Please Note: This article is written for users of the following Microsoft Excel versions: 2007, 2010, 2013, and 2016. If you are using an earlier version (Excel 2003 or earlier), this tip may not work for you. For a version of this tip written specifically for earlier versions of Excel, click here: Setting the Print Area.
by Allen Wyatt
(last updated December 26, 2015)
Excel allows you to easily define the portion of your worksheet that should be printed. To set the print area is, follow these steps:
This is the simplest way to set the print area. There is a more involved way, however, that gives you a bit more flexibility in specifying what you want included in the print area:
Figure 1. The Sheet tab of the Page Setup dialog box.
In step 5 you can enter either an actual cell range (such as A2:G35), or you can enter a name that has been assigned to a range. Excel even allows you to specify multiple parts of the same worksheet that should be printed. To do this, simply enter the ranges (or names) separated by commas, for example, B3:F14,B19:F30.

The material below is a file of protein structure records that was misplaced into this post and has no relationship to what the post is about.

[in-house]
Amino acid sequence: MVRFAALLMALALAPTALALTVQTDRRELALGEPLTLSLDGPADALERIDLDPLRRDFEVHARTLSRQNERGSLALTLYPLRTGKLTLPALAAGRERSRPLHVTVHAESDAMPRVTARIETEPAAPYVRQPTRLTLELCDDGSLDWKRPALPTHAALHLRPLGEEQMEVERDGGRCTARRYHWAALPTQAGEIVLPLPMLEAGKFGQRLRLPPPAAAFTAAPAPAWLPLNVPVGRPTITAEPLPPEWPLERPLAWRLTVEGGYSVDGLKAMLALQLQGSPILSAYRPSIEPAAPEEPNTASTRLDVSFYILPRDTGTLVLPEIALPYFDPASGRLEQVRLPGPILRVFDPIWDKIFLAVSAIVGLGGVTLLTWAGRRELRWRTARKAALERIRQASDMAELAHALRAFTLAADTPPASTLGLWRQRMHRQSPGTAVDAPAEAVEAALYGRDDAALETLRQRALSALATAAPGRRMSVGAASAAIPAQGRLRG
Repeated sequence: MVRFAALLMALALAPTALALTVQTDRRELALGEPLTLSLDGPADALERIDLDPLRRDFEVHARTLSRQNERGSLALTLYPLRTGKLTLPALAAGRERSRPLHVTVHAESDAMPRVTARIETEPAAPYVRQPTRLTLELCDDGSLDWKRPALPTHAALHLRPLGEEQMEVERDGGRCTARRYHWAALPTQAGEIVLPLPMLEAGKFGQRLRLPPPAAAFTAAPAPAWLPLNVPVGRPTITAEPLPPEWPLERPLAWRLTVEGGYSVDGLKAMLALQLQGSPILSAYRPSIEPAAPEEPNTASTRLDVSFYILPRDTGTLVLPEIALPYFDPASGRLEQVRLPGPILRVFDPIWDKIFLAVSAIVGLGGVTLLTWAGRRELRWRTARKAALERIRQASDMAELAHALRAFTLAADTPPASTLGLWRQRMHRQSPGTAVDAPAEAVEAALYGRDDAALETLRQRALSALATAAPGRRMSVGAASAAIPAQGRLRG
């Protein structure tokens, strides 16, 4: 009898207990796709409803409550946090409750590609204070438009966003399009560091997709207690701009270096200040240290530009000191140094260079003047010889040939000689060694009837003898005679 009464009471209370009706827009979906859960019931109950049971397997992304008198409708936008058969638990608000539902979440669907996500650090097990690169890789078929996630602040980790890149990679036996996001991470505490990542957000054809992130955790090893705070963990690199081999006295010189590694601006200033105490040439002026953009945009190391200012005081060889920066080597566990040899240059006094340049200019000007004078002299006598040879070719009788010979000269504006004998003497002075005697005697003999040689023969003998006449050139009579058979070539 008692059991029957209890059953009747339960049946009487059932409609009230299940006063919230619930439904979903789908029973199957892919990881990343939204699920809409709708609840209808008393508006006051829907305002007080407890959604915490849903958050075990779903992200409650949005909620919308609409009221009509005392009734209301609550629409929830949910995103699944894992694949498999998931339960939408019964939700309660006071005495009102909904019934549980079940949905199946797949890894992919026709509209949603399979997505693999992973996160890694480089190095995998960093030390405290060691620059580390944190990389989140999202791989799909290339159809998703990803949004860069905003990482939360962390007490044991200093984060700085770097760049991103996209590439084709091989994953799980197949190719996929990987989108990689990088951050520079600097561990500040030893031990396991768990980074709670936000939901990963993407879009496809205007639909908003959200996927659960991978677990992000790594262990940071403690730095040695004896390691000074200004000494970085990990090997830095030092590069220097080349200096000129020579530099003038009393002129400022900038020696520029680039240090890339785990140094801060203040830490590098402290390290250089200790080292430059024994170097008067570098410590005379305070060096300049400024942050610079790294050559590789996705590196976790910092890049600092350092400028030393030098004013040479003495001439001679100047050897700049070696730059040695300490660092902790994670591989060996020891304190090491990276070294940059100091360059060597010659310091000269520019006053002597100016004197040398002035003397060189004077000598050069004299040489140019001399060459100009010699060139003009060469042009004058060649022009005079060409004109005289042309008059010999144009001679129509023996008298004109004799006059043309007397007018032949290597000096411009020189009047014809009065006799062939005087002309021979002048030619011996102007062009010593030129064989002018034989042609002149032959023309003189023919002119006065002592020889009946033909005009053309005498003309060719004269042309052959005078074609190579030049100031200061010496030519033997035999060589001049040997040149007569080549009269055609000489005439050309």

You can also use the mouse to select the print area. To do this, click first in the Print Area field (this causes the insertion point to appear in the field). Then use the mouse to select the cells that you want included. As you select a range of cells, the address of the range is automatically shown in the Print Area field.
Be warned, though, that using this method means that once the print area is defined, Excel will only print that selection until the option is changed or removed. You'll have to remember to change it if you need to print a different selection or the entire spreadsheet.
ExcelTips is your source for cost-effective Microsoft Excel training. This tip (6294) applies to Microsoft Excel 2007, 2010, 2013, and 2016. You can find a version of this tip for the older menu interface of Excel here: Setting the Print Area.
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